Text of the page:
FDA Panel Backs a ‘Female Viagra’


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Will there finally be a Viagra for women?

A Food and Drug Administration advisory panel has recommended the first drug to help combat female sexual dysfunction. And Sprout Pharmaceuticals, which owns the pill, hopes agency approval will occur in mid-August.

Thursday’s 18-to-6 vote came with a big caveat—a program is needed to highlight worrisome side effects and interactions with other medicines. But the panel’s vote marks a turning point in women’s health.

The drug has been the focus of a long-running debate over the extent to which female sexual dysfunction is a genuine medical problem, whether medicines should be used for treatment and the extent to which the FDA would approve new drugs amid accusations of gender bias. “This condition has been mired in a lot of folklore and misconceptions,” said Cindy Whitehead, Sprout’s chief executive.

The drug itself has been controversial. Flibanserin has twice been rejected by the FDA. The first time occurred in 2010, when Boehringer Ingelheim owned the medication, and the agency decided the drug wasn’t sufficiently effective. The next rejection came two years ago after the FDA determined flibanserin showed only “modest” benefits in increasing sexual satisfaction.

Sprout responded by joining an online campaign called “Even the Score” that was formed with other drug makers and a coalition of consumer advocacy groups, which tried to pressure the FDA to approve more drugs to treat female sexual dysfunction. The initiative garnered some support in Congress, prompting a few lawmakers to meet with the FDA.

The campaign pushed the notion that the agency had approved more than two dozen medicines to treat erectile dysfunction but none to treat female sexual dysfunction, although the FDA has noted that there are 21 medicines already approved that contain estrogen to treat pain during sexual intercourse and vaginal dryness associated with menopause. These problems, however, are not the same as desire.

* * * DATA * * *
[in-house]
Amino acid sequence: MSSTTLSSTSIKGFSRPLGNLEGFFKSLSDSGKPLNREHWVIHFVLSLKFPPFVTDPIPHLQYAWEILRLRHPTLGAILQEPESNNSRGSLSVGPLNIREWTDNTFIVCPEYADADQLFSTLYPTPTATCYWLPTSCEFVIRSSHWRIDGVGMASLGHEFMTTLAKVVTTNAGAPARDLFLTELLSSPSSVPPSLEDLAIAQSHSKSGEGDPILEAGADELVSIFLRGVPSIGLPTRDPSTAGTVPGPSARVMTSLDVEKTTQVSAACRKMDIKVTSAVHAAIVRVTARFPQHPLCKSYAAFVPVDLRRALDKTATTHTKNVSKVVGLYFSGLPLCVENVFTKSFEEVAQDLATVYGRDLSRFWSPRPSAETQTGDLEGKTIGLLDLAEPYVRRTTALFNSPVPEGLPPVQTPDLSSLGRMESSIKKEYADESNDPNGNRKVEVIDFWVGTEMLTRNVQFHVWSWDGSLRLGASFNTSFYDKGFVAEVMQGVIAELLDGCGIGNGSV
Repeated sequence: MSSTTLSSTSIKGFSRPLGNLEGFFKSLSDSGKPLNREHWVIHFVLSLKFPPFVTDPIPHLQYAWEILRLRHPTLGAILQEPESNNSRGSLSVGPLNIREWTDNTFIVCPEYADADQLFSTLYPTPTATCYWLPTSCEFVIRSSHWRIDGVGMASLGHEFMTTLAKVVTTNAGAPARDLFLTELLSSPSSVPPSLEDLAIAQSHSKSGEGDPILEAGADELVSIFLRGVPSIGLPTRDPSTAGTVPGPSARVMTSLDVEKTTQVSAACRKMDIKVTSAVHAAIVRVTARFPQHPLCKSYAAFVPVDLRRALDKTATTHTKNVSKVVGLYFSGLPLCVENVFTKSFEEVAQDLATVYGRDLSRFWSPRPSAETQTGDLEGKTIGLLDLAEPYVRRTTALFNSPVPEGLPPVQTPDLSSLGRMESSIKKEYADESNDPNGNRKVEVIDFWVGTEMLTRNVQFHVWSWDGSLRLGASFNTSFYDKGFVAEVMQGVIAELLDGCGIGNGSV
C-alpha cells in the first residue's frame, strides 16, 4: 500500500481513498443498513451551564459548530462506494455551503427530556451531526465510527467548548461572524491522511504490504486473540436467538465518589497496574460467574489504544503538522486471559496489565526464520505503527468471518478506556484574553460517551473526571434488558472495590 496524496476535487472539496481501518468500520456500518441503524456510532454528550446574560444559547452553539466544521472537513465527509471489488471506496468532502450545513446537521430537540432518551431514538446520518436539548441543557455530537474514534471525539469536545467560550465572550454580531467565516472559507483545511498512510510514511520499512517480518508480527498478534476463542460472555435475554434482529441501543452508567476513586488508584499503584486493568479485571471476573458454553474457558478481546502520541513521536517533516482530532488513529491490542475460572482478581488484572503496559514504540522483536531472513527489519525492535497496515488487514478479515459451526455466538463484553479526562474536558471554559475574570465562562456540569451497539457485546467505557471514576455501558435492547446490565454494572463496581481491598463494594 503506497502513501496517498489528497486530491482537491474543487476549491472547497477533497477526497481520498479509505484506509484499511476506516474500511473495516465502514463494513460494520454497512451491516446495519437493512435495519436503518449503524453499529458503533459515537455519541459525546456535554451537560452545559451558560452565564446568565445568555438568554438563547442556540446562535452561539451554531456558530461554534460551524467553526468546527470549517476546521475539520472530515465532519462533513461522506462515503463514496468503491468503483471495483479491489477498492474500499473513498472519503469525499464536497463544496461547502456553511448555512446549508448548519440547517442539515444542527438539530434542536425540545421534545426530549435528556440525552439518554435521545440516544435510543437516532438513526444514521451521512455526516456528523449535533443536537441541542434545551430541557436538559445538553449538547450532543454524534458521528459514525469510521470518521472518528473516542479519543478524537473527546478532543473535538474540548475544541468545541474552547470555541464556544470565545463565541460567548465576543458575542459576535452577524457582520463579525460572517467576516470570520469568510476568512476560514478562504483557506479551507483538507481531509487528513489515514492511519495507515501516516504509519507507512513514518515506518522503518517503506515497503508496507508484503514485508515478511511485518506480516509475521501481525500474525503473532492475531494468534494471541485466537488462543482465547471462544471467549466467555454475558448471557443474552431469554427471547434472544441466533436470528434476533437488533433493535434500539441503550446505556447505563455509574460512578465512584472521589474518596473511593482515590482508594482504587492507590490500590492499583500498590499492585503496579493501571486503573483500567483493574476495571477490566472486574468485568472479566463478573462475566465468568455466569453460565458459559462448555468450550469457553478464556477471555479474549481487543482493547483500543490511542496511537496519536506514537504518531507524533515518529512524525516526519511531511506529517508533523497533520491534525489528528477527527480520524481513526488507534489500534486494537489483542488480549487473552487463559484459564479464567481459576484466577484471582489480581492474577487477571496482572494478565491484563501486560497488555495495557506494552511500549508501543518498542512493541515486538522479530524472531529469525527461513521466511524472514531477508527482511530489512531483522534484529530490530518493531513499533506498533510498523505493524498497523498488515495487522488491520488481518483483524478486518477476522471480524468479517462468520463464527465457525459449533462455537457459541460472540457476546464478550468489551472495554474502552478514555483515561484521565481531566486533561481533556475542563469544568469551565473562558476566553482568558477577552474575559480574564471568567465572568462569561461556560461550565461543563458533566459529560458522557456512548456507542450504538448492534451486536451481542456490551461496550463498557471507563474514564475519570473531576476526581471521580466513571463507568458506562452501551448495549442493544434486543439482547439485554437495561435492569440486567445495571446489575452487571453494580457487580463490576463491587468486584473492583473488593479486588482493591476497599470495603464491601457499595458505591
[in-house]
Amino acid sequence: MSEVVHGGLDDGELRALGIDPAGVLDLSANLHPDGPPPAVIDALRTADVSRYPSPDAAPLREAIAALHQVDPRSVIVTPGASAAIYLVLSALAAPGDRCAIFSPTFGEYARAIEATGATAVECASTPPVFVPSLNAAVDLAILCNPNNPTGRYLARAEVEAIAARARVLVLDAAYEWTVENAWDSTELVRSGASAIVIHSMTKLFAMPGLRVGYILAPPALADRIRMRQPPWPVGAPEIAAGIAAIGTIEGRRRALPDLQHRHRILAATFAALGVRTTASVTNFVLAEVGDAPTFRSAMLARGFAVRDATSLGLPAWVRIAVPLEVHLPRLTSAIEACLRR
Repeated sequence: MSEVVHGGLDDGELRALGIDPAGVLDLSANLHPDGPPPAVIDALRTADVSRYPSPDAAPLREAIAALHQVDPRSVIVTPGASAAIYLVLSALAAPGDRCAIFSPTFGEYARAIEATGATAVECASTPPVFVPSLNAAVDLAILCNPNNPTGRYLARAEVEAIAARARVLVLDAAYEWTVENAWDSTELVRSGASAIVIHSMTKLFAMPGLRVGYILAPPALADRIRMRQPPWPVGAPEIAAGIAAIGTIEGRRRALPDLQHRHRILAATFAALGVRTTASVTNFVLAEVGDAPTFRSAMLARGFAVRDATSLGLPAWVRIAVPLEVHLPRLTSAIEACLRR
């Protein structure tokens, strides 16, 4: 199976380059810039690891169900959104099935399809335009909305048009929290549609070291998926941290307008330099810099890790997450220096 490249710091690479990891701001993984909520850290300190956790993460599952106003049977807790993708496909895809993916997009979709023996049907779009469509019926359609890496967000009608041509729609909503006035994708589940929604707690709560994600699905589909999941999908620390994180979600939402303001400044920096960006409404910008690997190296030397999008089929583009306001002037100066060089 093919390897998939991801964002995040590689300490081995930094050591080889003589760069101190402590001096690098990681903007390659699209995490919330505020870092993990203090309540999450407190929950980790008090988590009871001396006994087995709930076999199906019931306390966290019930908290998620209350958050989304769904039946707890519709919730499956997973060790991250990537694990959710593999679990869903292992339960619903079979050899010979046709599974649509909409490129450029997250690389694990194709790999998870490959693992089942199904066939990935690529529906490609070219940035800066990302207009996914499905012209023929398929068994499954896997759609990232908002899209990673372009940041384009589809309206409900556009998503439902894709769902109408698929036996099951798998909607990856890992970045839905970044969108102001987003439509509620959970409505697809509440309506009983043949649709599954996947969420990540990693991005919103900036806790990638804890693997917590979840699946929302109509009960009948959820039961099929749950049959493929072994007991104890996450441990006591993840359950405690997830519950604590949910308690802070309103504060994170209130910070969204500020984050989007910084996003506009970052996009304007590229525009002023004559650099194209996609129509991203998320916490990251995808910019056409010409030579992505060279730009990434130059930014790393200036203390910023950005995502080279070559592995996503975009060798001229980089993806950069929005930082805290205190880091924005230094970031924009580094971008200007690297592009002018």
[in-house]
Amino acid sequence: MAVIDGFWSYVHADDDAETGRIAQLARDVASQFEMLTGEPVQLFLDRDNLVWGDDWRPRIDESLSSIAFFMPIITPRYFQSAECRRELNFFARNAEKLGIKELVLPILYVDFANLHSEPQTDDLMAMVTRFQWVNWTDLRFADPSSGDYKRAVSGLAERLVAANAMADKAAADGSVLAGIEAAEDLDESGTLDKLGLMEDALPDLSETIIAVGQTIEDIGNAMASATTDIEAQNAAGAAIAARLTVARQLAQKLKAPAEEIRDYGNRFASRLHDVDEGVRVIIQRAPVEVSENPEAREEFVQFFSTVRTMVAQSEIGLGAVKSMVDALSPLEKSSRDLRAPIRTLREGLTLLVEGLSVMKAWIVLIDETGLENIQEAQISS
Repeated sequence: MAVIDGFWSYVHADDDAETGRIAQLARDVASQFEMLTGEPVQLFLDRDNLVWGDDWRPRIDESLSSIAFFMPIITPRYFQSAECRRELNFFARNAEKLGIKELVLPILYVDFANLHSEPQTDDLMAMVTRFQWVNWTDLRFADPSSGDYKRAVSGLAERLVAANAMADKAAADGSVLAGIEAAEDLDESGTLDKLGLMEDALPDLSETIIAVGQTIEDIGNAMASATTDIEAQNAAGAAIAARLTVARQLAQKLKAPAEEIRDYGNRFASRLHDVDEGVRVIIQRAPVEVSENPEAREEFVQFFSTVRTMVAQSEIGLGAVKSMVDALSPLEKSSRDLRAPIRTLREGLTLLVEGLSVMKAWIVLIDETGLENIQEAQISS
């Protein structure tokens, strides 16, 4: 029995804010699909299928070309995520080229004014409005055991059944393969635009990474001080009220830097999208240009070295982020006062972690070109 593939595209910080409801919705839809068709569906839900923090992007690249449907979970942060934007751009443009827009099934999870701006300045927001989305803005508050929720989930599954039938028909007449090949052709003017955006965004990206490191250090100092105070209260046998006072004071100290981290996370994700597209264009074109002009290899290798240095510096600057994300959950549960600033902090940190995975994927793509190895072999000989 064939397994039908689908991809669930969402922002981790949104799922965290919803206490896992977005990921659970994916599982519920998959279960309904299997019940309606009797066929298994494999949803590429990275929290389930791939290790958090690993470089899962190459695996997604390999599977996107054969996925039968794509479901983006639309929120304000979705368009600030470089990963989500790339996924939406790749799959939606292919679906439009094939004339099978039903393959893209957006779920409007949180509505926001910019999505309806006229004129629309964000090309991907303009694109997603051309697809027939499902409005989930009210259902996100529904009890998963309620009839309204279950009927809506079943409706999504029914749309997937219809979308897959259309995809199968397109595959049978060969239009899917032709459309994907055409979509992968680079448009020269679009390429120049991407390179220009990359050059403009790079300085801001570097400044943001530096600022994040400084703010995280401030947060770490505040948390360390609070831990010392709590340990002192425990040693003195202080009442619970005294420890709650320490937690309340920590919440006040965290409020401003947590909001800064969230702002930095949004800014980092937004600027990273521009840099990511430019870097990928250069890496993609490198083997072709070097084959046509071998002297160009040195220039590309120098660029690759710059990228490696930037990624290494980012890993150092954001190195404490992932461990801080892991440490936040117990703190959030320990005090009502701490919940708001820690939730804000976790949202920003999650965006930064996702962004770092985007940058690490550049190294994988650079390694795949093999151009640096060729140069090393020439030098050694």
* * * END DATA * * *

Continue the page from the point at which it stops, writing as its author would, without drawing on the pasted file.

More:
In documents filed prior to the meeting, Hylton Joffe, director of the FDA’s Division of Bone, Reproductive and Urologic Products, wrote that the “FDA rejects claims of gender bias and that such claims “are misleading and inaccurate.” The FDA did, however, provide a path toward approval by allowing Sprout to run short-term studies to test flibanserin for signs of driving impairment after taking the pill as well as its effects when interacting with other medicines.

The FDA advisory panel was underwhelmed, though, with the overall safety and effectiveness data demonstrated in the various studies that Sprout submitted. For instance, dizziness occurred nearly five times among women on the drug compared with a placebo. And sleepiness occurred more than three times as often, while fainting occurred twice as often on the drug.

The panel also expressed concerns over interactions with drinking alcohol. And while the drug showed a statistically significant improvement in the number of satisfying sexual events, the increase in desire was measured on a monthly, not a daily basis. Moreover, panel members noted the improvements were modest.

“It’s exciting we’ll have this in our armorarium… but we all wish it was a better drug,” said panel member Amy Whitaker, an assistant professor in the Department of Obstetrics and Gynecology at the University of Chicago.

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